As driver on one of the fire engines, McLoughlin Jr.’s responsibilities are to maintain the truck, make sure it’s in working order and train every individual that comes into the department. To this day, his father said, anyone who needs to learn how to drive or pump one of the engines, “they go to Jimmy to learn how to do it.”

Jimmy McLoughlin Jr. is a freelance cameraman for Fox 5 NY. Photo from Jimmy McLoughlin Jr.’s Facebook page

In 2014, McLoughlin Jr. was recognized for all his contributions and ability to balance his fire services and academics when he was chosen by the department as Firefighter of the Year, the fire department’s highest honor. He also received his engine company’s award the same year, which is given out by the fire department for demonstrating a certain level of skill performance and recognizes one’s ability to work within a team.

According to the GoFundMe page, he’s “performed so many heroic acts of kindness for the community.”

In 2015, he fought a large house fire inside a fellow firefighter’s family home. McLoughlin Jr. manned the hoseline, went inside the house and stopped the fire that had spread through the basement and most of the main floor.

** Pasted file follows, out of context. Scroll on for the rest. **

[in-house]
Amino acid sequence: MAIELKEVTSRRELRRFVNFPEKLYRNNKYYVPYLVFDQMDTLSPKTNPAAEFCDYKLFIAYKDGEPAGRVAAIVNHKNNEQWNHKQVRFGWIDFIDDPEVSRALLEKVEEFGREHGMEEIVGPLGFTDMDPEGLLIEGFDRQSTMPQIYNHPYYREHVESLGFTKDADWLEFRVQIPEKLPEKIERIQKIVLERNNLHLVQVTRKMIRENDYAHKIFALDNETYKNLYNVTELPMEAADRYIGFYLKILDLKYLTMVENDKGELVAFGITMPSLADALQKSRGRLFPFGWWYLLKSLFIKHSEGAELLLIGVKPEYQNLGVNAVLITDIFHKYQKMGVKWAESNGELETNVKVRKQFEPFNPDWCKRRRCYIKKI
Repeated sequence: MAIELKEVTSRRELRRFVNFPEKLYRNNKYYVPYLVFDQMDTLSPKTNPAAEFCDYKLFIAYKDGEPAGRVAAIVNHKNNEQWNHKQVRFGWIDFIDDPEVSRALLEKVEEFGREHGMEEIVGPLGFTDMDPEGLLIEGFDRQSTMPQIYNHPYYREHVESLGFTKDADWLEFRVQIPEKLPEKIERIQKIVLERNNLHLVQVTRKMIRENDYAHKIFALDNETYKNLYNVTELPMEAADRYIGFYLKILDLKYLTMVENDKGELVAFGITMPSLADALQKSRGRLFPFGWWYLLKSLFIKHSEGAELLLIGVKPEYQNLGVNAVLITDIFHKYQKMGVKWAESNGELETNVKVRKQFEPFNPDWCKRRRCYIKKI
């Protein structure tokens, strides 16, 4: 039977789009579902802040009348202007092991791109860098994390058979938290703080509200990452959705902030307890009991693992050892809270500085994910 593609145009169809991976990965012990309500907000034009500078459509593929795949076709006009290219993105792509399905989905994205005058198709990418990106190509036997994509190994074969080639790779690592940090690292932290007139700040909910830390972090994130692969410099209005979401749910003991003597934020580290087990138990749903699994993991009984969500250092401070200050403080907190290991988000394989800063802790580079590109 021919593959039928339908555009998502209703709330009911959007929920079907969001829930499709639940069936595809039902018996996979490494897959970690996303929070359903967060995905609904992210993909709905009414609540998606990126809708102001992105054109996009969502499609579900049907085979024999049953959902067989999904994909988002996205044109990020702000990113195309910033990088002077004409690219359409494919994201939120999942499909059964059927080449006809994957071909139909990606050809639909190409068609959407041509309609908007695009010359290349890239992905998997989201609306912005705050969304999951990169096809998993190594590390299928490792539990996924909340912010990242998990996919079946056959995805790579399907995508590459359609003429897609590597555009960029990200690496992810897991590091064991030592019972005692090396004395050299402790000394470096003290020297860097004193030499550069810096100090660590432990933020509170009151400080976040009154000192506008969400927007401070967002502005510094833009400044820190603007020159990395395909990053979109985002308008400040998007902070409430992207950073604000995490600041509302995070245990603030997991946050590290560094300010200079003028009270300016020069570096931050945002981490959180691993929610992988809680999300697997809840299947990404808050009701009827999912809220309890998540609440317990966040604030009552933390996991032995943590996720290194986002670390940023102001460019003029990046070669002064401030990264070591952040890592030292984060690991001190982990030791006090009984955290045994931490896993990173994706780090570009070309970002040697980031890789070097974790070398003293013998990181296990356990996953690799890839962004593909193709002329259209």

Afterward, he filmed and produced a video with the family who lost almost everything in the fire in which they shared their experience with the community to teach key fire safety lessons. The video has since been seen all over the world and has been an integral part of Sound Beach’s fire prevention efforts.

According to his father, McLoughlin Jr. is out of surgery and resting at home. He has been able to walk and move around, but because of the procedure, he has to wear a collar support for the next six to eight weeks. He’s still in a lot of pain.